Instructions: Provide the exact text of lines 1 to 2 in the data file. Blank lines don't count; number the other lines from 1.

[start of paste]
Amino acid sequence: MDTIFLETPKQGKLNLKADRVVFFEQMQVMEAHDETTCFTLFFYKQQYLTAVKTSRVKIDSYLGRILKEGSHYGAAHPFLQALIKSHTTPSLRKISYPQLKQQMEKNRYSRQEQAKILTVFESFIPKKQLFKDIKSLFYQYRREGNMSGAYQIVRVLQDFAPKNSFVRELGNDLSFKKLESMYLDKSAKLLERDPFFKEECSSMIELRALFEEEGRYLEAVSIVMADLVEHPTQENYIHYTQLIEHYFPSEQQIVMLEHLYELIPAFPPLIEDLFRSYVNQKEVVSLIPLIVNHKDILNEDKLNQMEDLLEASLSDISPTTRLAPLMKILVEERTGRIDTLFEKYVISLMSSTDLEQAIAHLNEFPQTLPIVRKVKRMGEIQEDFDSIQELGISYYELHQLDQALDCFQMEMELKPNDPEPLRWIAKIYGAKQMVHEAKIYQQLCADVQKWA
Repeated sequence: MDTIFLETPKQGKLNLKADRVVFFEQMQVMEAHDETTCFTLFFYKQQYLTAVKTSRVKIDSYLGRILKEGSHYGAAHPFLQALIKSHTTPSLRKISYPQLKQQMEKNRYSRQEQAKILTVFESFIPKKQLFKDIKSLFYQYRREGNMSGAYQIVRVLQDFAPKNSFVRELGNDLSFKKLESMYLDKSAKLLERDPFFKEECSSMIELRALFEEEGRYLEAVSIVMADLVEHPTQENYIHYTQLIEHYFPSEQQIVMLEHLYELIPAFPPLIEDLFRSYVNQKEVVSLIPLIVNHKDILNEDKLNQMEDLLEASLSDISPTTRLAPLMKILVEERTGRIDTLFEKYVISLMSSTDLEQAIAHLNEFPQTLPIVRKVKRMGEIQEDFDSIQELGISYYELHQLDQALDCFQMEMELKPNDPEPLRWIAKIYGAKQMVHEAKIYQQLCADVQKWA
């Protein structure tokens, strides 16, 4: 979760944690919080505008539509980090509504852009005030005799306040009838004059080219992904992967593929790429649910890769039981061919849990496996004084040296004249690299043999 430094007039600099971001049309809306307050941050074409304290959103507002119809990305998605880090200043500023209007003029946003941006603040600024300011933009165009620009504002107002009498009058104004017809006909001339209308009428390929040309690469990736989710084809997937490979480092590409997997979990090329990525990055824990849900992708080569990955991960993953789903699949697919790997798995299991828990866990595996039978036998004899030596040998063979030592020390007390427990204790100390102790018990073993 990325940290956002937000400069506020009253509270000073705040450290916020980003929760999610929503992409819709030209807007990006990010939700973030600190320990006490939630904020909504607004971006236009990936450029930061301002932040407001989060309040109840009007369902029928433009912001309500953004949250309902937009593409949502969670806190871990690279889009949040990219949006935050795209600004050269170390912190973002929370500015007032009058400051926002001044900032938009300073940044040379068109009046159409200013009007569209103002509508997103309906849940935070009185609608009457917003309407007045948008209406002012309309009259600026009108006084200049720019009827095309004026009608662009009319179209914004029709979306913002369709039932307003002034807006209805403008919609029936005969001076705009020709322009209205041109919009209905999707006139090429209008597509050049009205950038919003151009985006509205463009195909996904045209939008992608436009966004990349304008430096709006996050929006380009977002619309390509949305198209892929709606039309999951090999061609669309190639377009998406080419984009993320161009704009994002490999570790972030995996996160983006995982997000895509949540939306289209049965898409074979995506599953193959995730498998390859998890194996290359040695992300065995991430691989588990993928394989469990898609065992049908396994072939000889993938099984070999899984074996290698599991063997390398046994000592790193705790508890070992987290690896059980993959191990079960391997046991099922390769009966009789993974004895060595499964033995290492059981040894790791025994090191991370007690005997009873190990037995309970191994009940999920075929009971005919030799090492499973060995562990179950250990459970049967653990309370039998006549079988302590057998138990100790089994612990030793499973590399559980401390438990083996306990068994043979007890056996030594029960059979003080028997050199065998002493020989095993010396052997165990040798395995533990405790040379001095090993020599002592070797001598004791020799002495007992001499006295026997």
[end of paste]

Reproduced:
Amino acid sequence: MDTIFLETPKQGKLNLKADRVVFFEQMQVMEAHDETTCFTLFFYKQQYLTAVKTSRVKIDSYLGRILKEGSHYGAAHPFLQALIKSHTTPSLRKISYPQLKQQMEKNRYSRQEQAKILTVFESFIPKKQLFKDIKSLFYQYRREGNMSGAYQIVRVLQDFAPKNSFVRELGNDLSFKKLESMYLDKSAKLLERDPFFKEECSSMIELRALFEEEGRYLEAVSIVMADLVEHPTQENYIHYTQLIEHYFPSEQQIVMLEHLYELIPAFPPLIEDLFRSYVNQKEVVSLIPLIVNHKDILNEDKLNQMEDLLEASLSDISPTTRLAPLMKILVEERTGRIDTLFEKYVISLMSSTDLEQAIAHLNEFPQTLPIVRKVKRMGEIQEDFDSIQELGISYYELHQLDQALDCFQMEMELKPNDPEPLRWIAKIYGAKQMVHEAKIYQQLCADVQKWA
Repeated sequence: MDTIFLETPKQGKLNLKADRVVFFEQMQVMEAHDETTCFTLFFYKQQYLTAVKTSRVKIDSYLGRILKEGSHYGAAHPFLQALIKSHTTPSLRKISYPQLKQQMEKNRYSRQEQAKILTVFESFIPKKQLFKDIKSLFYQYRREGNMSGAYQIVRVLQDFAPKNSFVRELGNDLSFKKLESMYLDKSAKLLERDPFFKEECSSMIELRALFEEEGRYLEAVSIVMADLVEHPTQENYIHYTQLIEHYFPSEQQIVMLEHLYELIPAFPPLIEDLFRSYVNQKEVVSLIPLIVNHKDILNEDKLNQMEDLLEASLSDISPTTRLAPLMKILVEERTGRIDTLFEKYVISLMSSTDLEQAIAHLNEFPQTLPIVRKVKRMGEIQEDFDSIQELGISYYELHQLDQALDCFQMEMELKPNDPEPLRWIAKIYGAKQMVHEAKIYQQLCADVQKWA